Credentialism and the New Elites, by a Curmudgeon: Degrees of Glory

September 14, 2005 | 108 comments
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Bloggentiles have been arguing over credentialism–the belief that everyone needs a degree. Not an education, mind, but a degree. Preferably several.

The debate is not about whether having a degree is a good idea. Of course it’s a good idea. Folks with degrees and credentials make more money, get more respect, and are far too often the only acceptable pool of candidates for jobs that have nothing to do with the degree. The debate is about whether the creep of credentials and higher education into more and more spheres of life is a good thing.

I think it isn’t. Let me take a shot at explaining why. Forgive the lack of nuance and so forth. Pretend we’re around a campfire on one of those nights when its dark enough that a man can try and articulate what’s bothering him that he’d normally be too embarrassed to admit are bothering him.
And don’t bother pointing out that I’ve bitten off more than I can chew. I’m aware.

Most of the bloggentilic complaints about credentialism are about equality. Credentialism ruins it, they say, by tying wealth and prestige to big university credentials, wealth and prestige in turn making it easier to get into the big universities. I don’t know how valid this complaint is. I’m told that one of the factors in the turn towards credentialism was laws making it difficult to give intelligence tests to prospective employees, making employers turn to the exclusiveness of the school from which one graduated as a rough substitute. Which suggests to me that credentials aren’t creating the differences, they are just exacerbating them. I do have to admit that the Book of Mormon does seem to suggest that differences in wealth become more insidious in societies where greater learning gets greater status, irrespective of talent, character, skills, and wisdom:

And the people began to be distinguished by ranks, according to their riches and their chances for learning; yea, some were ignorant because of their poverty, and others did receive great learning because of their riches.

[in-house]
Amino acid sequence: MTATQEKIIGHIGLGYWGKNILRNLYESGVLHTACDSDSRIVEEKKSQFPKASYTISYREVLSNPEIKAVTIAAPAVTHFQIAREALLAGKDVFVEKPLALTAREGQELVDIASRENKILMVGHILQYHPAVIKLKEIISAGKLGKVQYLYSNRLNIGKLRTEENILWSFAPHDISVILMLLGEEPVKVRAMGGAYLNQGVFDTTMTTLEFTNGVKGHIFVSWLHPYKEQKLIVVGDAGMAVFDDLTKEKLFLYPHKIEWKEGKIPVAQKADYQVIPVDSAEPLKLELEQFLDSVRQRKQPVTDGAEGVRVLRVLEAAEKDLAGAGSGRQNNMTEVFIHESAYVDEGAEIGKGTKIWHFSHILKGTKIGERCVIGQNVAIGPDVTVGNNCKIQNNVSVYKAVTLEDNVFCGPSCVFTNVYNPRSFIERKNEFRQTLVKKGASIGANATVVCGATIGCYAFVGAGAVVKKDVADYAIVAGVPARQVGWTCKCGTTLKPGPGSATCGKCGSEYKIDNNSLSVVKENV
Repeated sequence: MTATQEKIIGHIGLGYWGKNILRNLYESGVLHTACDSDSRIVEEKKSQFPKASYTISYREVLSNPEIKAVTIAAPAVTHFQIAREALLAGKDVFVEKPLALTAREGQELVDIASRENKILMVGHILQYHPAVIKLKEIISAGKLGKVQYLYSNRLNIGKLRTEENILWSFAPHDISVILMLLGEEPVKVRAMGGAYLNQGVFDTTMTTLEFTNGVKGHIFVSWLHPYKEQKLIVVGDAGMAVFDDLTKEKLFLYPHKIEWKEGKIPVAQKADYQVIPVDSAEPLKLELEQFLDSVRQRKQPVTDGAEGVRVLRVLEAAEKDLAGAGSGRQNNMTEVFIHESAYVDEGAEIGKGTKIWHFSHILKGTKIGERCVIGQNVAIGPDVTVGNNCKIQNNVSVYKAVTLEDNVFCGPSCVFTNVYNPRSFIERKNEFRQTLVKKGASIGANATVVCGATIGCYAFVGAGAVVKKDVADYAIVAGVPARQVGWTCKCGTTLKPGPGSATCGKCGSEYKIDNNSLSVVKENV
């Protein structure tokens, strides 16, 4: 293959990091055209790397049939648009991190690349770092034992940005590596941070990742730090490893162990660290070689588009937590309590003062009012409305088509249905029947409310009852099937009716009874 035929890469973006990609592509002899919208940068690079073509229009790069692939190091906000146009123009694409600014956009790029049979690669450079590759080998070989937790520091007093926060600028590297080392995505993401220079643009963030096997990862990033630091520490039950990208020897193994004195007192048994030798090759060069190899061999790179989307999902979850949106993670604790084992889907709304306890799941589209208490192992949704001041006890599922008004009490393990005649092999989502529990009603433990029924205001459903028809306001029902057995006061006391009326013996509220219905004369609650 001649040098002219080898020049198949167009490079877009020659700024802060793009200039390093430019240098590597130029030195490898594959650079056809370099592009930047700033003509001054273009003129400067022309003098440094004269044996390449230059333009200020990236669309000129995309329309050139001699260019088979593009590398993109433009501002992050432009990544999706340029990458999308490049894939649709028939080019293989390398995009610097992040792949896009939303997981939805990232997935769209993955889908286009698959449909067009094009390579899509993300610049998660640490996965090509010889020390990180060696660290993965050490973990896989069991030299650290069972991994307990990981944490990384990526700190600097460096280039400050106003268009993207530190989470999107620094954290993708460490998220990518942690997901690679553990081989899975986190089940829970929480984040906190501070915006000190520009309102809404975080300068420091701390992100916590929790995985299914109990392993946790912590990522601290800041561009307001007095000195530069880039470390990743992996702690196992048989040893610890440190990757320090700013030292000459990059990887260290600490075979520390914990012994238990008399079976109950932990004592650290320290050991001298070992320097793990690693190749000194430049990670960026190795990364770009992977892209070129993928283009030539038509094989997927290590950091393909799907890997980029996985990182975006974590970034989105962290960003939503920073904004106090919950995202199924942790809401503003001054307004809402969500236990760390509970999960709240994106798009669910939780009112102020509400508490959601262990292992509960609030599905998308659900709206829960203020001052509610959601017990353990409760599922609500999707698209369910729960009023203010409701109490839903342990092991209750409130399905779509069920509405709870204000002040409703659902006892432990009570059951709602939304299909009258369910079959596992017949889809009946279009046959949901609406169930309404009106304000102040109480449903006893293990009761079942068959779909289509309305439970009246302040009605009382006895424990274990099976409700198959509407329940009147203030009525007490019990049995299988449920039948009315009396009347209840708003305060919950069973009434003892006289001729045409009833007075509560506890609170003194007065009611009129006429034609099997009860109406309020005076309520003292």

Even so, it isn’t the inequality that bothers me. What bothers me is three-fold. First, I hate credentialism because higher education these days is a process of acculturation into the new elites. Besides the elite liberalism that is actually taught–and the inevitable national and even international outlook of the university–the entire atmosphere of learning as a competitive endeavor designed to enhance one’s status and wealth promotes a certain outlook. In my own experience with law, I found that it took an actual exercise of will to decide not to try to get into the best schools, get the best grades, get the best jobs, and so on. I’m happy where I’m at in a fair-to-middling market doing small city legal work, but its not really what was expected of me.

Second, I hate that college is such a waste of time for people (the majority) who probably would not be there if they were not hunting a credential. The result is that people in the energetic prime of their lives give themselves over to frivolity and license. I said that elite liberalism and the expectation of learning for success were how universities acculturated students into the new elites, but I think it’s really the social atmosphere that does the most damage. One does not have to be an ‘I am Charlotte Simmons’, either. The experience of living away from family and all other ties, among a bunch of unrestrained youth, can create a dangerous tolerance and non-judgmentalism,* along with a false sense that one’s values are personal, in almost anyone.

Finally, I hate how credentialism affects liberty. I hate the implicit assumption that people who don’t have credentials need people who do to run their lives. I hate how it stifles local differences and projects, because no one who hasn’t gone away and learned what the elites do is qualified. I hate the fetters it puts on will and imagination. Want to write for the paper? Sit at a desk for four years. I’ve stated my belief before that semi-consecrated family businesses are ideal for Mormons, but the more kinds of work that are regimented and professionalized, the less kinds of work that afford the flexibility that such a business needs (I’m kind of dubious of unions, for the same reason).

I don’t know what to do about it. One of the suggestions among the bloggentiles was to resist attempts to convert more and more jobs into formal professions, requiring specialized advance degrees and licenses and so on. Journalism, e.g. That sounds like a good start to me.

* See Comment #8 for what I mean by dangerous tolerance and non-judgmentalism.

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108 Responses to Credentialism and the New Elites, by a Curmudgeon: Degrees of Glory

  1. GeorgeD on September 14, 2005 at 4:30 pm

    Credentials are the arm of the flesh.